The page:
Thank youThank You for Coming, lettering, photo & all text © Irene O’Garden, 2014

To listen to this post, please click here:Gleefully Distressing

Enjoyed my immensely challenging project last week, designing and painting 18 signs for the stunning country wedding of our Congressman Sean Patrick Maloney and Randy Florke, his partner of 22 years.

After stylist Phillip Montanez showed me an old Presbyterian Church sign as inspiration, I was off and running: custom-designing letters, arranging layouts,  measuring, measuring, measuring–a process interesting and arduous as play rehearsal: learning the moves so you hit your mark when the time comes.

Getting to paint is like performing at last. How I loved making big letters!  Like cast sizes in the theatre, most lettering and art these days has to be so small.  Who has money and space for big canvases? Who can afford a big cast of actors? A narrow sorrow of our age is such miniaturization of artistic expression.

It was fun seeing words shape under my hands, watching how shading changed them. I never thought I’d be tickled painting a restroom sign, but creation holds constant surprises.  These were like letters from childhood, in more ways than one. 

 

 

Clean RestroomsRestrooms, lettering & photo © Irene O’Garden, 2014

 

Certainly there were frustrations—difficult surfaces, erratic spacing, my own infractions of perception, but flaws and all, I liked these humble, old-fashioned signs. They seemed alive and full of feeling. Yet one thing remained to carry out the vision. I would have to distress them.

It was scary and contrary to take sandpaper and rasp to the first of the sweet shiny letters. But the difference in feeling was remarkable.

 

Reserved for Family            Reserved for Family, lettering & photo © Irene O’Garden, 2014

Soon I was whacking away at them, knowing every crush and curl made them subtler, gentler voices that seemed to issue from our past. Reminders we need not fear a little distress after all.

 

 

 

 

Barn Lounge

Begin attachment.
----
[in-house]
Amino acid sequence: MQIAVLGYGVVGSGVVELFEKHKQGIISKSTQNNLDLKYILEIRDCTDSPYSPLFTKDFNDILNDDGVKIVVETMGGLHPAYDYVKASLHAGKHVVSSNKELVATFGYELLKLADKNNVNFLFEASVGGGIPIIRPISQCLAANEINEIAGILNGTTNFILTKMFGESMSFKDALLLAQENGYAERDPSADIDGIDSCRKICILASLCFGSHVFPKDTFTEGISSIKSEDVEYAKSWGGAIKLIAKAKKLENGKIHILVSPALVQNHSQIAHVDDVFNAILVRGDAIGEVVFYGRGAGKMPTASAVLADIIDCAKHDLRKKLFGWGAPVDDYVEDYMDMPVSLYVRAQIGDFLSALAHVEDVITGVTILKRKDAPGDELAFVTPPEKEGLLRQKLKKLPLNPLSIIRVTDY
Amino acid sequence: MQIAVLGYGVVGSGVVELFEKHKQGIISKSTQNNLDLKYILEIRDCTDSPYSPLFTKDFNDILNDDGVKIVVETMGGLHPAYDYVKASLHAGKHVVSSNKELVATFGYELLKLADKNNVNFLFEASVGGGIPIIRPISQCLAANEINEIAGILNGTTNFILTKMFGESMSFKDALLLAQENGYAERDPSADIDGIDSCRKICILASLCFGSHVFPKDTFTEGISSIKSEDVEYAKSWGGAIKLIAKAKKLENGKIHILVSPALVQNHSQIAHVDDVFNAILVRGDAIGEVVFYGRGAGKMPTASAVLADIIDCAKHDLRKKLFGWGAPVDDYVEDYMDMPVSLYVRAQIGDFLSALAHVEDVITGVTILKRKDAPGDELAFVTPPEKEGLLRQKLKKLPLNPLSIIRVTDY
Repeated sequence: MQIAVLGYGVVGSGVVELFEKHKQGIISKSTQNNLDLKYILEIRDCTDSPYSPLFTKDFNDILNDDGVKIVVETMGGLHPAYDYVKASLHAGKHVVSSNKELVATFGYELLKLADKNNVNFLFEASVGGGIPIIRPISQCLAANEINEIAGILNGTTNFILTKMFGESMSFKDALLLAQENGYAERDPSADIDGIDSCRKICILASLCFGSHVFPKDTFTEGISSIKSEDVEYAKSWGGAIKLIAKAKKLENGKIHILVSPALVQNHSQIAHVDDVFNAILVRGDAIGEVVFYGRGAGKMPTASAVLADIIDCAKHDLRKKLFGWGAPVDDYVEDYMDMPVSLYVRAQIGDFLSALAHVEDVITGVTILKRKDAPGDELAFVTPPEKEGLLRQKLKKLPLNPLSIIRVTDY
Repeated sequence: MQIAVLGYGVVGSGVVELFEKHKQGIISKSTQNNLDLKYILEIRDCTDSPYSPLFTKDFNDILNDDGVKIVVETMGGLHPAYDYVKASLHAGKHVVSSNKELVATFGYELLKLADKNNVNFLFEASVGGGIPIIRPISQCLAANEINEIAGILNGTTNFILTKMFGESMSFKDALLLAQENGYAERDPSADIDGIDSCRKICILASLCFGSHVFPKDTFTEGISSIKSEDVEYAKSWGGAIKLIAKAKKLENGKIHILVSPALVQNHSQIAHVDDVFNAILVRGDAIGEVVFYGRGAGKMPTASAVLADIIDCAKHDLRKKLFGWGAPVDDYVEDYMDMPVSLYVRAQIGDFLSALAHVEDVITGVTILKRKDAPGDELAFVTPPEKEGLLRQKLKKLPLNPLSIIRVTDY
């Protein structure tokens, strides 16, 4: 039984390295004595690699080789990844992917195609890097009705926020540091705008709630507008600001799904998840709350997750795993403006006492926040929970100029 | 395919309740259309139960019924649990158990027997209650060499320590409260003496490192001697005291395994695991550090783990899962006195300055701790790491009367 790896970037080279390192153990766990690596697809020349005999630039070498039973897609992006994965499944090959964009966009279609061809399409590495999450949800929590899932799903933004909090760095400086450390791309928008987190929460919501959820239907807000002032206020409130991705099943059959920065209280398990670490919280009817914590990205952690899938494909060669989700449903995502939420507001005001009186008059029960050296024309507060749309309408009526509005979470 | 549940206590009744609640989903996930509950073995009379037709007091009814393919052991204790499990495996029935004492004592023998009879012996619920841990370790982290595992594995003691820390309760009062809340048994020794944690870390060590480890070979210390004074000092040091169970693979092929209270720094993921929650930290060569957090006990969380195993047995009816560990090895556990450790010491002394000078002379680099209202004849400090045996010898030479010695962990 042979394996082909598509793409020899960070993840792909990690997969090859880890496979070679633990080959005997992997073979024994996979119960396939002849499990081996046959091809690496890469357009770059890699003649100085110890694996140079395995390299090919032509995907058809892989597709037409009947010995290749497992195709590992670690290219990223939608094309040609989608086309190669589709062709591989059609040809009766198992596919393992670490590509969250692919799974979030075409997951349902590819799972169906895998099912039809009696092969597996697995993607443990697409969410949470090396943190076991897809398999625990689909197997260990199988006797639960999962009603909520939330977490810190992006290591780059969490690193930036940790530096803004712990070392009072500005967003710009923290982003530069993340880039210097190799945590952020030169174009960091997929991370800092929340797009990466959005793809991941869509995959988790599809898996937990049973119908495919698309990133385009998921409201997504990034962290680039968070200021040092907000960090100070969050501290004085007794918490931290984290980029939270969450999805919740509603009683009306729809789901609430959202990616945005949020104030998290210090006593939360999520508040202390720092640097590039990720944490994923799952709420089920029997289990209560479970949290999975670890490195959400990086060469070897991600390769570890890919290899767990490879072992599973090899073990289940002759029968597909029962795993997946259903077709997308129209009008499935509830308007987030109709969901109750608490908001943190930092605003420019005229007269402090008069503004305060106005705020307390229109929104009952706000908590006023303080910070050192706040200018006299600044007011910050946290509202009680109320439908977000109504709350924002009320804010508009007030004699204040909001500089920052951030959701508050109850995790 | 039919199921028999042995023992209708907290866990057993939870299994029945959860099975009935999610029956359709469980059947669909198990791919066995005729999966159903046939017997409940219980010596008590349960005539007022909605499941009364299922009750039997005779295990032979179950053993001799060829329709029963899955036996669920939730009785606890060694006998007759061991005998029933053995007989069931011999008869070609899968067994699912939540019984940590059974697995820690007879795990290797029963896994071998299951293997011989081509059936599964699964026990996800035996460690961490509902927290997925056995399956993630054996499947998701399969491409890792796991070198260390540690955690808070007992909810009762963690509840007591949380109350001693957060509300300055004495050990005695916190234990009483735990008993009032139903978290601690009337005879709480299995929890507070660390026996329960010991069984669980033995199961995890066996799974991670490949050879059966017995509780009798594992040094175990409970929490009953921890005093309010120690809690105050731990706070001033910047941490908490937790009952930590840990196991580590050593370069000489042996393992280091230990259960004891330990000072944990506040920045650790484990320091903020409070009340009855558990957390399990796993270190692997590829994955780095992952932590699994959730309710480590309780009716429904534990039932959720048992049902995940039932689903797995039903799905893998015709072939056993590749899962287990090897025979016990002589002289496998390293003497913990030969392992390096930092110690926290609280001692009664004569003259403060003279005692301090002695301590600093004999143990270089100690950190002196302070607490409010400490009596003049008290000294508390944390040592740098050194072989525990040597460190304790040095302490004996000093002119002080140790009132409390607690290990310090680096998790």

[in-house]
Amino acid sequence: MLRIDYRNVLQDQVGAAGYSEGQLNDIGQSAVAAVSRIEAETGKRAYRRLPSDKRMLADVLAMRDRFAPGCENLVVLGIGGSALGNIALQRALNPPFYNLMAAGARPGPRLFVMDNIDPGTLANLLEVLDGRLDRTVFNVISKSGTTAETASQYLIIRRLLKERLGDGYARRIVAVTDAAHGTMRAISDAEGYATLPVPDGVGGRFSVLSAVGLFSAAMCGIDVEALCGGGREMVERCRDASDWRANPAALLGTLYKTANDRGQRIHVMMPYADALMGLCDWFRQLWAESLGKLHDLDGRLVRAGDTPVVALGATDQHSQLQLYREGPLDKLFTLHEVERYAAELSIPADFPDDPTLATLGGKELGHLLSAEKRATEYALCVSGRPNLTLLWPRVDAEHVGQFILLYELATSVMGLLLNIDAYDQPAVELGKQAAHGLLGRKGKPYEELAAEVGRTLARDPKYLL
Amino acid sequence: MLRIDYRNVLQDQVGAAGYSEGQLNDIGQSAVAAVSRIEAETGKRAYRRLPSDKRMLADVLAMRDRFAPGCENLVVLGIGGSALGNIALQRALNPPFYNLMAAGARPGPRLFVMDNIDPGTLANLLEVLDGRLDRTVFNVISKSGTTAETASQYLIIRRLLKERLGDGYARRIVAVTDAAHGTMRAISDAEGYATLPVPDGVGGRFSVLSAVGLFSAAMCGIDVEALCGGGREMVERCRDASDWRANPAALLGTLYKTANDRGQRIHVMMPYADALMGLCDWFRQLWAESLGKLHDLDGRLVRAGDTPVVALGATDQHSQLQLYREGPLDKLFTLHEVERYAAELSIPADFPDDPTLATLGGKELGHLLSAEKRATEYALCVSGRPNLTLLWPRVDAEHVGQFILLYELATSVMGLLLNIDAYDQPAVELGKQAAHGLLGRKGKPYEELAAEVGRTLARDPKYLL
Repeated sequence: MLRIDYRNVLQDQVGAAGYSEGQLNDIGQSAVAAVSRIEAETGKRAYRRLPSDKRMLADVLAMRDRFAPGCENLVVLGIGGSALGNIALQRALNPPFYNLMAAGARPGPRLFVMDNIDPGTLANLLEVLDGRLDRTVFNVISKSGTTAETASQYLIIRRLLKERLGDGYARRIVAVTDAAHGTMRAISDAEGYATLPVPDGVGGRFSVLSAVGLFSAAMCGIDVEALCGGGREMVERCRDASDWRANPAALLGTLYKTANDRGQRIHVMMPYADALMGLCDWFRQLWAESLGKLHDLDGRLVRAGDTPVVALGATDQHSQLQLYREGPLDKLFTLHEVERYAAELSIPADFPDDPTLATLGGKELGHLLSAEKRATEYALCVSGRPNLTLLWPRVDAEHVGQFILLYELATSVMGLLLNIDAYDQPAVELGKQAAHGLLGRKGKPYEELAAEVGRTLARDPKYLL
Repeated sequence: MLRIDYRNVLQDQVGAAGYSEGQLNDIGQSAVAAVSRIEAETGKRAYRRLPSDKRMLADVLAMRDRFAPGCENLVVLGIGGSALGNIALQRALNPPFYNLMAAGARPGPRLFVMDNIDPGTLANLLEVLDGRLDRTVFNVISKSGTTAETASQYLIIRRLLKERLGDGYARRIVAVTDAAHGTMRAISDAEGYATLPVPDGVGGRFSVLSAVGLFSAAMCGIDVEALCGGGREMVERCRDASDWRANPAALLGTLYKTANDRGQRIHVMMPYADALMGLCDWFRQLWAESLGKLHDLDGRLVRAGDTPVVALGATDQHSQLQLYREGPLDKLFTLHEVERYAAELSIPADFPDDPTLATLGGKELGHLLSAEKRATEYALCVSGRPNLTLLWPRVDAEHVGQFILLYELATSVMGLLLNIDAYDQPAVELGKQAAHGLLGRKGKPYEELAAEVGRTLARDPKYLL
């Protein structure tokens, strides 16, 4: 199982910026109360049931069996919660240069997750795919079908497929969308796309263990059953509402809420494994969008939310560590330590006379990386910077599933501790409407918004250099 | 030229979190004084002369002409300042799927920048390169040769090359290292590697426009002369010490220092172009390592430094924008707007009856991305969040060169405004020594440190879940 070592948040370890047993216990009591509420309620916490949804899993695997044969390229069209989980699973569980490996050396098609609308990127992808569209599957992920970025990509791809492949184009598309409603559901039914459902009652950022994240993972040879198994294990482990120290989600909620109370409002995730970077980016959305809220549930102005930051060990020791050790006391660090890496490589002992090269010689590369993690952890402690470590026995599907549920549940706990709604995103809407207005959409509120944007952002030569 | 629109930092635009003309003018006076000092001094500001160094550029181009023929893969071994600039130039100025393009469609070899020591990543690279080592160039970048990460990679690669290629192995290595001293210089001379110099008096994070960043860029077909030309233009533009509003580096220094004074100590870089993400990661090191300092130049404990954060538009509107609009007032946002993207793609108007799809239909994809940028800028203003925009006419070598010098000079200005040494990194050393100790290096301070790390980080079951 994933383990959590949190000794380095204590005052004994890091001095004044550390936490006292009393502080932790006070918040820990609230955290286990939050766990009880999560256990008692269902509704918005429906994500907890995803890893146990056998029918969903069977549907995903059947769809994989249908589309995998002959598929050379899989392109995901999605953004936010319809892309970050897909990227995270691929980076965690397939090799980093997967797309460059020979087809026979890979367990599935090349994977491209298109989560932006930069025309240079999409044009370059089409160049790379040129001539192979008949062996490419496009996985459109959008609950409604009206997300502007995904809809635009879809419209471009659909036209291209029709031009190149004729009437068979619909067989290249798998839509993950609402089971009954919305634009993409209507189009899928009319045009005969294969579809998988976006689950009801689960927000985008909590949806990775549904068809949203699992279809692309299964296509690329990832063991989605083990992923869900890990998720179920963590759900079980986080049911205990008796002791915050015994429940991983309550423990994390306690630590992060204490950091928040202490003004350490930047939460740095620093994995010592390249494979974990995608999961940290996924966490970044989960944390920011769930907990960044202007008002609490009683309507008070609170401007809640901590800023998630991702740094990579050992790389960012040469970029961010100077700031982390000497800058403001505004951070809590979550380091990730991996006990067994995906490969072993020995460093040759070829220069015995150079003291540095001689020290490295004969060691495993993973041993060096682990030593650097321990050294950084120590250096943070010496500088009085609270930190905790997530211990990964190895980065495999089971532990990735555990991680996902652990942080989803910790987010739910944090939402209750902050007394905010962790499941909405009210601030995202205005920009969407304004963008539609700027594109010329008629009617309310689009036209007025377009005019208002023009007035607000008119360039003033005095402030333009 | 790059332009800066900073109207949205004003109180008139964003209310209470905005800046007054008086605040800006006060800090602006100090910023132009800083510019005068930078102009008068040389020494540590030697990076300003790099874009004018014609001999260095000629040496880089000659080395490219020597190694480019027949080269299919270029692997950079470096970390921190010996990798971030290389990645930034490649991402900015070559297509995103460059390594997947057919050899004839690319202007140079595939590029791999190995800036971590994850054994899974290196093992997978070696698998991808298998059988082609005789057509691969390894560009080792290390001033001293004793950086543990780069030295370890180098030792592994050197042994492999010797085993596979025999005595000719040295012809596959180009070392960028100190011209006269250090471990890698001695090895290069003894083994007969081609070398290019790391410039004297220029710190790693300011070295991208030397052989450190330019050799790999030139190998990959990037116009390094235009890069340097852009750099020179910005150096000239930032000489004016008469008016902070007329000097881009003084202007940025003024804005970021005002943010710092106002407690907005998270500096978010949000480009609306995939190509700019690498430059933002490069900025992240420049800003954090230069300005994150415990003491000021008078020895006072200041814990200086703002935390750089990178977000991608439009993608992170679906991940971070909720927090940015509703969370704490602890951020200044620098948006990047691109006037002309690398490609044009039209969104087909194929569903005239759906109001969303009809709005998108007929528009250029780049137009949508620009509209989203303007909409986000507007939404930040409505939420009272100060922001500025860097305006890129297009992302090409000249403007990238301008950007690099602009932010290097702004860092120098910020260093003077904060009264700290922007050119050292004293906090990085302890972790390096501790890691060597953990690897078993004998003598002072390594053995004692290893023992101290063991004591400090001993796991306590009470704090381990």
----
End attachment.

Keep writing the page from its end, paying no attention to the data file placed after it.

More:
Beer Truck

 

 

Restrooms

 

 

 

 

My happiest moment came Saturday afternoon, as I went to drop off the last of the signs. Following computer navigation, I was about to turn onto their lane, when I was stopped by an Exit Only sign. Nice, I thought. Fits right in.

 

 

Exit OnlyExit Only, lettering and photo © Irene O’Garden, 2014

 

 

Only then did it strike me that I had made it.

Here’s hoping you’ll take on a project you’re not sure you can do, and end up gleefully surprising yourself!

 

Back To The Petal, photo and all text c Irene O’Garden 2012

If you’d like to listen to this post, note that alas, due to file size limits, you’ll have to click again at the end to hear the poem. For the post itself, please click here:A Little Lettering

Poetry has been requesting my attention quite a bit lately. Above you see a fragment of a child’s poem, one of ten I hand-lettered on muslin for an upcoming event this Sunday at Constitution Marsh. If you look near the upper right corner of this page, you’ll find the link to my Calendar page, which goes into more detail about The Hudson Highlands Land Trust River of Words Poetry Trail (as well as the other upcoming poetic events which have buttonholed me.)

A moment of digression before the pith of my post: For the last few years, the Hudson Highlands Land Trust  has sponsored a regional River of Words program. River of Words is an national environmental literacy organization which seeks to connect children with their watersheds via poetry and art, and I am part of a great Land Trust team which offers free workshops in our local schools.

I was asked to choose ten poems from the hundreds generated in our programs and to help find a way to display them throughout  the exquisite landscape of the Marsh. I decided to letter them simply on large pieces of unbleached muslin, which will then be driftwood-weighted, twined and hung along the trail by my teammates.

I’ve had a sense of Christmas all week, knowing that the children who come on Sunday have a happy surprise in store. Seeing their poems floating in the trees and thrusting out of the ground will help them treasure their poetry and their landscape, and remind parents why both are so important.

It’s been a while since I have practiced calligraphy, and I’ve savored it this week. It’s been fun to be so close to fresh poetic imagination, and satisfying to letter the poems I midwived in the classroom. But the best part was this dawning realization: one of the fruits of age is the progressive retirement of the inner critic. In the heavenly silence that ensues, we can go back to enjoying the process, as children do constantly. I relished exploring the letters themselves. As designer Eric Gill said, letters are things, not pictures of things. Making them felt like putting forth little round berries and pointy leaves of my own.

My poem, Nonfiction, describes my earliest pleasure with letters. (This is the poem which recently won a 2012 Willow Review Award.) If you would like the written text of the poem, please contact Willow Review for a copy of the issue in which it appears.  If you would like to hear me read it now, please click here: Nonfiction

 

Is there a process you particularly enjoy?

 

 

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